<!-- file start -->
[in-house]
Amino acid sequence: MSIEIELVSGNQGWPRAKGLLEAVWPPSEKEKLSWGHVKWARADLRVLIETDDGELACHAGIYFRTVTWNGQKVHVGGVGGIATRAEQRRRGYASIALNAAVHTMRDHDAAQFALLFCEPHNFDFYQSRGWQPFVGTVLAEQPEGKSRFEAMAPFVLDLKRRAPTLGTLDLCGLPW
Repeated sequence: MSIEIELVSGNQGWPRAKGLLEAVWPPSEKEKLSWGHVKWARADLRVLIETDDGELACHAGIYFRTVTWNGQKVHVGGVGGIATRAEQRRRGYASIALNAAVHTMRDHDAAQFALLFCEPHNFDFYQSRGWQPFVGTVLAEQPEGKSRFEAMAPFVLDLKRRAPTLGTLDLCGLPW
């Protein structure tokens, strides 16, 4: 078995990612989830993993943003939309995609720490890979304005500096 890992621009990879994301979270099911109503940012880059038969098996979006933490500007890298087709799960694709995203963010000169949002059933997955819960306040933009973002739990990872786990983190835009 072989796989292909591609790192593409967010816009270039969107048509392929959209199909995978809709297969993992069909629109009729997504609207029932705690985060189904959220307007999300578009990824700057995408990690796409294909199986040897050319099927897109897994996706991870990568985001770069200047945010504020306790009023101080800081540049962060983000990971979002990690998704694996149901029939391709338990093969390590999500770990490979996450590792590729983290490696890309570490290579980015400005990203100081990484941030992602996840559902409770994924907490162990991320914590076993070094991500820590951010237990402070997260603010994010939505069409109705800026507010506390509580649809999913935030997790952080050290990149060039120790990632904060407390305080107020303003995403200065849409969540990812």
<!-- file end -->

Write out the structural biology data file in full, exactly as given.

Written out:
[in-house]
Amino acid sequence: MSIEIELVSGNQGWPRAKGLLEAVWPPSEKEKLSWGHVKWARADLRVLIETDDGELACHAGIYFRTVTWNGQKVHVGGVGGIATRAEQRRRGYASIALNAAVHTMRDHDAAQFALLFCEPHNFDFYQSRGWQPFVGTVLAEQPEGKSRFEAMAPFVLDLKRRAPTLGTLDLCGLPW
Repeated sequence: MSIEIELVSGNQGWPRAKGLLEAVWPPSEKEKLSWGHVKWARADLRVLIETDDGELACHAGIYFRTVTWNGQKVHVGGVGGIATRAEQRRRGYASIALNAAVHTMRDHDAAQFALLFCEPHNFDFYQSRGWQPFVGTVLAEQPEGKSRFEAMAPFVLDLKRRAPTLGTLDLCGLPW
């Protein structure tokens, strides 16, 4: 078995990612989830993993943003939309995609720490890979304005500096 890992621009990879994301979270099911109503940012880059038969098996979006933490500007890298087709799960694709995203963010000169949002059933997955819960306040933009973002739990990872786990983190835009 072989796989292909591609790192593409967010816009270039969107048509392929959209199909995978809709297969993992069909629109009729997504609207029932705690985060189904959220307007999300578009990824700057995408990690796409294909199986040897050319099927897109897994996706991870990568985001770069200047945010504020306790009023101080800081540049962060983000990971979002990690998704694996149901029939391709338990093969390590999500770990490979996450590792590729983290490696890309570490290579980015400005990203100081990484941030992602996840559902409770994924907490162990991320914590076993070094991500820590951010237990402070997260603010994010939505069409109705800026507010506390509580649809999913935030997790952080050290990149060039120790990632904060407390305080107020303003995403200065849409969540990812």